Shooting on a Budget
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A wise old editor once told me that there were two great reasons for writing a review. The first was when you found a gem of a game that nobody much heard about and the second was when a well-hyped game with a lot of marketing muscle turned out to be really bad.
Chrome Specforce, thankfully, is an example of the former. Call it the greatest shooter you probably have never heard about if you like.
Although Chrome Specforce is being released in the US at a budget price of $30, many of its features could easily compete with the more traditional $50 shooters. In fact, if you are reading this review in Europe, then you probably have heard of the title, as research shows it is popular there.
Polish developer Techland put a lot of effort into Chrome and the details really show. If you are looking for a shooter that does not break your wallet, then Chrome is a good choice. Obviously it is not going to be quite as polished as something like Battlefront II, but for the price, Chrome is worth a purchase for shooter fans looking for something a bit different.
The game takes place in the far future, and you play a military operative of the government, sort of a policeman and soldier combined. Space travel is a reality and you will visit various locations in the known universe as you play.
Graphically, the game looks good, though most of the worlds seem to be designed in muted colors. It kind of reminded me of what the Farcry world might look like if it were ever hazy and overcast. You will notice that certain textures tend to get a little blocky close up, but if you are standing there looking at a blade of grass instead of scanning for bad guys, well, you may be playing the wrong game.
Overall though, the worlds look good. Chrome consists of massive outdoor environments and some finely detailed interior spaces. Outside, you sometimes feel like you can run forever. Inside, lots of nice details like lockers, soda machines, desks and chairs make the places you visit seem like real, living and breathing places.
But the real detail is in the character models, which includes vehicles. From little paint flecks on the rifles that make them look well-used to the tread on vehicle tires, models look great.
Also, there is a nice damage assignment engine. Early in the game I grabbed a sniper rifle from a dead enemy and was told to assault a bridge way off in the distance. Sniping the guards was pretty easy and they went down with head shots. Then a huge walker came up to help defend the bridge. I started shooting at the vehicle's leg and after burning a clip or so, the leg broke and the behemoth toppled over. Pretty nice.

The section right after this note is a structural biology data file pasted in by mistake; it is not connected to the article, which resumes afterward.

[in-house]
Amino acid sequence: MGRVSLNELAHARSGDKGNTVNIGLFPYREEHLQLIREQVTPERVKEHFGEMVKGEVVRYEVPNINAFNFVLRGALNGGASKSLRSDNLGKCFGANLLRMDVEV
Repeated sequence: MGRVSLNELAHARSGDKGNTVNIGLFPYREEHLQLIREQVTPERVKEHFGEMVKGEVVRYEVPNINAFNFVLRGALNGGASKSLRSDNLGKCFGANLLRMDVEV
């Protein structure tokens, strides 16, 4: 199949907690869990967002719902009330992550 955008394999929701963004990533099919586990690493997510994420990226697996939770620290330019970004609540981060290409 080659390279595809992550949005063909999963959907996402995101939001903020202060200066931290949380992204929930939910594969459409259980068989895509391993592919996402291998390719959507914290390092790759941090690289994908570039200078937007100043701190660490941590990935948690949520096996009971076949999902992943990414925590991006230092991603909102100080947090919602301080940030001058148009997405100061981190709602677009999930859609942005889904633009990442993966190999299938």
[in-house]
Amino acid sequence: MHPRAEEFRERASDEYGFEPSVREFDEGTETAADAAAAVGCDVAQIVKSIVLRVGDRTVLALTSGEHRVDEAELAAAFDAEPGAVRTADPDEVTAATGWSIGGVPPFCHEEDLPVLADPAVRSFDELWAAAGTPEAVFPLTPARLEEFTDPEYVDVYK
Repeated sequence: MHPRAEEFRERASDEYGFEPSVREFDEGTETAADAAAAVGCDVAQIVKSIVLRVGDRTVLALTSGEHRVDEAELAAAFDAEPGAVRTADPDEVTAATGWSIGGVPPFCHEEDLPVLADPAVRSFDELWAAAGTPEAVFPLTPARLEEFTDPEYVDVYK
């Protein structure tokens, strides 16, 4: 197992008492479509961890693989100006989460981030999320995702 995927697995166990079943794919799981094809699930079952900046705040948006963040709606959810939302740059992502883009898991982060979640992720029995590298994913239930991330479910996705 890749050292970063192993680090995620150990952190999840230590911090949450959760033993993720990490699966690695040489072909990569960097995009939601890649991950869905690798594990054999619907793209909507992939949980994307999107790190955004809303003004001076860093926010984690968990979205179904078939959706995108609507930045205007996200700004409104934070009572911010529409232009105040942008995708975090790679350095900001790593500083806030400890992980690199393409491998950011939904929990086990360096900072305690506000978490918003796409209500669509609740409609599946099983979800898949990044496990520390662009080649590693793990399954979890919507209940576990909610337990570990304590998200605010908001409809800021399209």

The real key to success in the game is the use of the special commando armor you are issued. Besides reducing the damage you take from bullets, it also has several special properties that can be tapped when needed. The special properties really help give you an edge in combat, but drain your suit's battery. Thankfully, you can find a lot of batteries lying around, or off of dead troops that also have fancy armor, though not nearly as good as yours.
The special powers include heightening your reflexes to the point that the world seems to slow down. This bullet time has been with us since the days of Max Payne, but is always fun and really makes tough combats easier to master. Also, you can throw up a shield around your armor which makes you nearly invulnerable to attacks. Finally, you can activate a camouflage field that makes you incredibly stealthy, which is great if you are acting as a sniper or want to get through an area without engaging in a lot of combat.
Thankfully, there is an excellent tutorial that shows you exactly how and when to use your various powers. So many shooters ignore this and it's nice to see that the developers don't want their players feeling lost.
The audio for Chrome is good. Each gun sounds a bit different when fired and that helps make it fun to try different weapons. Popping off a ton of rounds with your pistol is a lot of fun, even if it does not do too much damage.
On the negative side, the main beef I have is the extremely long load time. It can take upwards to a minute or so to load a level, even on a really fast system. This can be somewhat excused because the levels, especially the outdoor ones, are so vast. Plus there are no load times once you start a mission. But still, waiting around watching the load screen is no fun.
Chrome Specforce is a fun shooter at a great price. Normally when we see shooters under $50, and especially at $30, we are thinking that the game is going to be low quality. Chrome breaks this mold by giving players a lot of extra features. If you take a game like Quake IV with tons of marketing hype and find a really lackluster, cookie-cutter game underneath, then look at the budget Chrome, you might be surprised at which one you like more. In any case, Chrome is worth the money and might make a great gift for shooter fans looking for a good value.
John Breeden II is the Chief Editor of GiN. While a forward thinking man he admits to a fondness for older video games. You should have seen him at Videotopia. John can be contacted at : firstname.lastname@example.org.